January 6, 2016
Brian Niswander | Military.com
Formal transition programs have improved over the past decade and today's service members have options they can select from when completing mandatory separation training. In my opinion, this is a major step forward and a monumental leap when compared to my personal experience transitioning almost 20 years ago. Having studied the transition process for over a decade, I believe the future of transition-related programs must include greater specialization and interactive coaching that's delivered outside the classroom and made available earlier in a service member's career.
I call this increased level of specialized assistance 'transition intelligence' and equate the amount of information needed to conduct a successful transition with the intelligence needed to conduct a successful military operation. In my opinion, personalized insights are required to enable tomorrow's service members to successfully navigate the military-to-civilian transition process. My intent for this article is to outline the concept of transition intelligence and mobilize support from the veteran community to help those still wearing the uniform.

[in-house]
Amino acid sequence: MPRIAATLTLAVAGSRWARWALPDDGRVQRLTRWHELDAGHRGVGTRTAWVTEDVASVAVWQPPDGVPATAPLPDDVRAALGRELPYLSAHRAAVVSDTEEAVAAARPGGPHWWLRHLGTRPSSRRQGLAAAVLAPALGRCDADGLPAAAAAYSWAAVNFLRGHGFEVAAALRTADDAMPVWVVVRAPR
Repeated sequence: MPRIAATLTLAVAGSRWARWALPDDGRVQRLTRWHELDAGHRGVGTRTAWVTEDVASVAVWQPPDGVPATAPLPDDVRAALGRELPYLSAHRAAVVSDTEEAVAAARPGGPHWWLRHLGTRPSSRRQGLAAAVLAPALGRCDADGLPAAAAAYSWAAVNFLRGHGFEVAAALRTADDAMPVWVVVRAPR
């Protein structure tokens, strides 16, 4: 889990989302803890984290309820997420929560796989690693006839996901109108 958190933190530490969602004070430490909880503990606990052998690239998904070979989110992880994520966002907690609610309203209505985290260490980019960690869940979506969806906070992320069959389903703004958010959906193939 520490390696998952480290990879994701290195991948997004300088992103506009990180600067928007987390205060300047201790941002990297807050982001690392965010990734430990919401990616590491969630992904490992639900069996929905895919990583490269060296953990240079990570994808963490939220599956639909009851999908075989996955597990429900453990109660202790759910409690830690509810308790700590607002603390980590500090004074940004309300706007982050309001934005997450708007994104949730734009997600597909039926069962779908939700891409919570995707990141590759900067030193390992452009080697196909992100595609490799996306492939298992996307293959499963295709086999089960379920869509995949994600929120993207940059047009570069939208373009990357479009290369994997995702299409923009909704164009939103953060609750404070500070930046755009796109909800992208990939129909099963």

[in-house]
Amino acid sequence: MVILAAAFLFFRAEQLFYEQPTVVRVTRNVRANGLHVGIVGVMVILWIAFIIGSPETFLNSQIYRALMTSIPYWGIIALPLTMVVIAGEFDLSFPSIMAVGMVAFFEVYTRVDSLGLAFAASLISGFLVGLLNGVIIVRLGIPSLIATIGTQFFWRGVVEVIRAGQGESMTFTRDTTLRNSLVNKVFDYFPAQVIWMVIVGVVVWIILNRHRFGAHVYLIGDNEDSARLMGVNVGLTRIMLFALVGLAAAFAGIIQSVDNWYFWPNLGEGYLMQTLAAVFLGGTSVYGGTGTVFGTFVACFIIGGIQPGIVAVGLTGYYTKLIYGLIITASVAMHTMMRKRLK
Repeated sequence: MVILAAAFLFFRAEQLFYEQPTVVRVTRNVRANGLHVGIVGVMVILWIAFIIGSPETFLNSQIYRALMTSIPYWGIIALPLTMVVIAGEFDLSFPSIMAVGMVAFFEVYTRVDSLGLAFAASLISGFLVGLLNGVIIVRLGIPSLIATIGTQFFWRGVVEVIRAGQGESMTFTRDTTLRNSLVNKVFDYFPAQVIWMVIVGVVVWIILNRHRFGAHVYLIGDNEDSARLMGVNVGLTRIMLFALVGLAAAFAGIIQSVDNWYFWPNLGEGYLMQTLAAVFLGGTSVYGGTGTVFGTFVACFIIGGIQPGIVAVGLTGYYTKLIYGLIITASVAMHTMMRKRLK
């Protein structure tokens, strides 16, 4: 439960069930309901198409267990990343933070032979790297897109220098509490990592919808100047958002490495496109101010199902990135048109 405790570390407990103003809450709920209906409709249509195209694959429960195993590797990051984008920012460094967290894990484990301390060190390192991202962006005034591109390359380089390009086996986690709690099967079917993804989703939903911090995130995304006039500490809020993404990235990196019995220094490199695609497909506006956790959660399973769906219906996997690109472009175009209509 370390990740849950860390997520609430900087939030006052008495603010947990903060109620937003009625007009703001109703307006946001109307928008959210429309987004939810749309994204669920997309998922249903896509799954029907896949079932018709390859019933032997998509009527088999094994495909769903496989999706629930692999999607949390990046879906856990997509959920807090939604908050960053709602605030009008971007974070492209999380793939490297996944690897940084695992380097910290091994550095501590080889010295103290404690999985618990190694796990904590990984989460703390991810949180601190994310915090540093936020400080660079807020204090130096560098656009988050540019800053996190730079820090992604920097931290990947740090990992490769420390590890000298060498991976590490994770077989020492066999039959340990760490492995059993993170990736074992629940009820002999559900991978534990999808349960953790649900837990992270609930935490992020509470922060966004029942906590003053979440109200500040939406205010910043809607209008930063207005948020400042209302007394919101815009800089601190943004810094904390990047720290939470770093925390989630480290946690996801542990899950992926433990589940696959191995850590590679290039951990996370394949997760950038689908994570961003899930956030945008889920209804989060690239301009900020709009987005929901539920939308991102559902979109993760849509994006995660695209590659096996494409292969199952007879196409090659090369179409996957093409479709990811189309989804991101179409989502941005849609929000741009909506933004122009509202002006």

Just as intelligence plays a major part in military operations, so will transition intelligence guide service member decisions regarding their post-military life. Regardless of the objective, specific mission plans are determined based upon current, accurate, and relevant intelligence. As service members begin their "mission" of transitioning back into civilian life, we owe them current, accurate, and relevant transition intelligence to guide their way. This is the future of the transition process and the future is within our reach.
In mid-2015, a team of independent veterans set out to make the concept of transition intelligence a reality. The approach was based upon observing the ways service members gather information about post-military life. In addition to formal transition programs, most service members gather information through websites, social media, books, and magazines. This is a common approach that provides useful information to help with transition related decisions. However, the most important information service members collect is when they reach out to those who've already taken off their uniform and entered the civilian workforce.
In this case, I'm talking about trusted sources such as friends, classmates, peers, subordinates, and former supervisors. The information gathered from a service member's network is the most critical to their transition decision, yet can also have limitations and biases. I'm not saying that members shouldn't discuss the transition with others who've already departed the military. On the contrary, I'm an advocate of this practice as long as members understand the opinions gathered in this manner can have limitations or include unintended biases. Here are the reasons why I make this statement: